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Windows Server 2003 goes gold

Microsoft on Friday is expected to announce a finished Windows Server 2003 code, as the company prepares for an April 24 launch in San Francisco.

Microsoft is expected to announce on Friday that Windows Server 2003 has completed testing and has been certified final, or gold, code.

Release to manufacturing (RTM) of Windows Server 2003 code clears the way for next month's product launch event in San Francisco. RTM also means that computer manufacturers can begin selling systems with the software.

"As soon as that product is RTM, the (PC makers) are ready to roll with what they want to do," Bob O'Brien, Microsoft's group product manager for Windows Server, said Tuesday. In recent years, Microsoft's practice has been to let computer makers ship systems with a new operating system ahead of the official launch date. That was the case with Windows XP and Windows 2000.

RTM closes only the first chapter in a long release cycle. Microsoft plans to release several more major Windows Server 2003 components during the next six months or so. Upcoming updates include: Greenwich, Microsoft's new business-class instant messaging technology; Group Policy Management Console; Windows Team Services, a collaboration tool; (RMS), a security enhancement; and Windows Systems Resource Manager (WSRM), among others.

While the Group Policy Management Console won't make RTM, the feature is expected to be delivered around the April 24 launch date, O'Brien said. Many of the other features would come much later. For example, Greenwich is currently in beta testing, and RMS begins the second beta cycle next month.

Windows Server 2003 is Microsoft's high-end operating system the company hopes will help drive sales to the enterprise. But analysts remained cautious about widespread interest in Windows Server 2003. The Redmond, Wash.-based software giant delayed the launch of the product three times, compelling many companies interested in it to upgrade to Windows Server 2000 instead, said IDC analyst Al Gillen.

In October 2000, Microsoft said the product would ship in the second half of 2001. In April 2001, the company pushed back delivery of the product, which is an essential component of its .Net Web services strategy, to early 2002. In March 2002, it again postponed delivery until the second half of that year. But in November, it held back delivery for a third time, setting an April launch date.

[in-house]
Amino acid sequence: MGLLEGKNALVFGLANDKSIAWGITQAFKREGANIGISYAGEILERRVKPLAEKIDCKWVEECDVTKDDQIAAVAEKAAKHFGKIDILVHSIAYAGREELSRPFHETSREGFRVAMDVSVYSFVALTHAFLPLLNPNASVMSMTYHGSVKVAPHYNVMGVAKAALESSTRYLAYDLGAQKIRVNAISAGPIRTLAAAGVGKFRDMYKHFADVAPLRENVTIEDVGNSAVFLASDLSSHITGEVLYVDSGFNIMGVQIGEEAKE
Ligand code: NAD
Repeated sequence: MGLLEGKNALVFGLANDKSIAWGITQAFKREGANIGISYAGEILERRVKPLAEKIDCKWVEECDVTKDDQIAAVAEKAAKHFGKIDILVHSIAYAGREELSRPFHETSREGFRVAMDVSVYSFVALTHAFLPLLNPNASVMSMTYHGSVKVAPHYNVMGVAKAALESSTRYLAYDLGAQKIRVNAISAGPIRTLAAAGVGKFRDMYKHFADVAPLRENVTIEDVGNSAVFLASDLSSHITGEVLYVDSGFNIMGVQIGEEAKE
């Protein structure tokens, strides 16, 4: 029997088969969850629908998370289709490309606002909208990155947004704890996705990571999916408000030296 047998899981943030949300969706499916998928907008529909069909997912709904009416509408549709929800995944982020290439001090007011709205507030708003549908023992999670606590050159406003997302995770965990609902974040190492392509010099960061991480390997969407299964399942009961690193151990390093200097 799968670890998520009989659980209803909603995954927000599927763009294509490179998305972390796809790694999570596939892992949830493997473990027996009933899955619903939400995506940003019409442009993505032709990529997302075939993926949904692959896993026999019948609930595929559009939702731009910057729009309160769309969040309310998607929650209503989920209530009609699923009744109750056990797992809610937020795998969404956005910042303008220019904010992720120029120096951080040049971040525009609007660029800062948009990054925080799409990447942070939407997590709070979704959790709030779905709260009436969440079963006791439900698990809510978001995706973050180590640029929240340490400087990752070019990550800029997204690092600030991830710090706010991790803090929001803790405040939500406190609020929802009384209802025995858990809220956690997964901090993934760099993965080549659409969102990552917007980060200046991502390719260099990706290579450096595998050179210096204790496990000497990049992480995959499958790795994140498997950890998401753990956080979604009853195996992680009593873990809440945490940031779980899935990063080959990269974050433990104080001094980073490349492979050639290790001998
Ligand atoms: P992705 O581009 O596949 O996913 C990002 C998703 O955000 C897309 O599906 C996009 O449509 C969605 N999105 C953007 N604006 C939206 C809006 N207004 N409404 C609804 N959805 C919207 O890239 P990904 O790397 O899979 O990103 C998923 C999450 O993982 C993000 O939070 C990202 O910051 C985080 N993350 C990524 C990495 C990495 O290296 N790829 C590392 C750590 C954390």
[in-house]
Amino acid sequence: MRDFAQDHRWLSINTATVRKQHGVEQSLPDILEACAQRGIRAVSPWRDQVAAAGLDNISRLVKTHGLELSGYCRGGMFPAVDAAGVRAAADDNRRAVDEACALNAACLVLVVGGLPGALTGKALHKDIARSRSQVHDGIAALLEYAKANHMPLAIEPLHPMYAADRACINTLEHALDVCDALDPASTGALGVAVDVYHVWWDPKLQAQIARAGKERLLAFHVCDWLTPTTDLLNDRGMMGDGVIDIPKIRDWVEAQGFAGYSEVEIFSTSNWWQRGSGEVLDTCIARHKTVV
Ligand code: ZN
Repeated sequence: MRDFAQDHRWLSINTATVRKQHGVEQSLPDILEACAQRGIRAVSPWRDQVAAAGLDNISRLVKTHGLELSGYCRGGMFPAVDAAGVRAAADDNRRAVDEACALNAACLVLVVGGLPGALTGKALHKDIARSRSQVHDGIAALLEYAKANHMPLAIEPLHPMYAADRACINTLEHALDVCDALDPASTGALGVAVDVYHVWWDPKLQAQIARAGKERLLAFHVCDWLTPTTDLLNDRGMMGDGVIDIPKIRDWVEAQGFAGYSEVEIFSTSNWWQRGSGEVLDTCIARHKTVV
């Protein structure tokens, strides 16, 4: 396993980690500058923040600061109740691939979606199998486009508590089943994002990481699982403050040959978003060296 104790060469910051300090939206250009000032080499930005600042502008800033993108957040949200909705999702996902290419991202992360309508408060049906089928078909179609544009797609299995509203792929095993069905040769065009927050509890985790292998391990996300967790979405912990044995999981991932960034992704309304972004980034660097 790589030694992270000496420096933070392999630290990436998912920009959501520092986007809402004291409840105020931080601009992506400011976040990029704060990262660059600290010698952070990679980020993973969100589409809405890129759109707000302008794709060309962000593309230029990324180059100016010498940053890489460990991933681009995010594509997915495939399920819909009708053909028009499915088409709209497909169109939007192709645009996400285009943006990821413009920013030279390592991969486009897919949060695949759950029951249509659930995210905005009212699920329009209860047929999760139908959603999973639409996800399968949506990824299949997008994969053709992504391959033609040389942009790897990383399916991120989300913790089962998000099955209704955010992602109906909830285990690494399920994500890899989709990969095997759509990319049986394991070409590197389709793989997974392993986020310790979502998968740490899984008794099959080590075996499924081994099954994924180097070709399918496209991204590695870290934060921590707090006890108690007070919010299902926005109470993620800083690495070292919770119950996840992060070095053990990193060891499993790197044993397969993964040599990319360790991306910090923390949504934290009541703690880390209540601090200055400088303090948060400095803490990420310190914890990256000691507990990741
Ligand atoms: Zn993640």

Microsoft may also have confused customers by renaming the server software three times. The product started out with the code-name Whistler, but was renamed Windows 2002 Server in April 2001. In June 2001, the name was changed to Windows .Net Server, in line with the company's .Net Web services strategy. In August, Microsoft renamed the software Windows .Net Server 2003, but in January removed .Net from the server software's name.

Gillen said he expects many companies to spend "12 to 18 months" evaluating Windows Server 2003.

But Microsoft is betting that customers using 7-year-old Windows NT 4 Server--35 percent of the total--are ripe for an upgrade. In February, Microsoft agreed to buy virtual machine and server technology from Connectix. Businesses eventually would be able to use the technology to consolidate Windows NT 4 applications from multiple machines onto a single Windows Server 2003 system.

Windows Server 2003 will be available in five versions, with one of those being new: Datacenter, for top-end machines with dozens of processors and high reliability requirements; Enterprise Server, for more mainstream multiprocessor servers; Standard Server, for low-end servers; Terminal Server; and a new Web Server for low-end machines used to send Web pages to Internet browsers.

Windows Server 2003 Standard Edition will sell for $999 with five client-access licenses (CALs), or $1,199 for 10 CALs. The Enterprise Edition will sell for $3,999 with 25 CALs. Microsoft would not provide pricing for the Datacenter Edition, as that version of Windows Server 2003 must be purchased with a new computer. Microsoft is introducing a new server product, Web Edition, which will sell for $399.

Pricing for the new versions also reflects changes in how Microsoft licenses the software: companies that buy the server software must also purchase CALs. Previously, Microsoft offered CALs on a per-seat basis. But under the new model, the CAL can either be purchased per computer or per user. The change would benefit companies with employees that access a single server with multiple devices, such as a PC, laptop or a Pocket PC handheld.

Additional CALs will be available for $199 in packs of five or $799 for 20. Windows Server 2003 Terminal Server CALs will cost $749 for five and $2,669 for 20. Microsoft also requires what is called an external connector for users connecting outside the network. The cost is $1,999 for Windows Server 2003 and $7,999 for the Terminal Server version.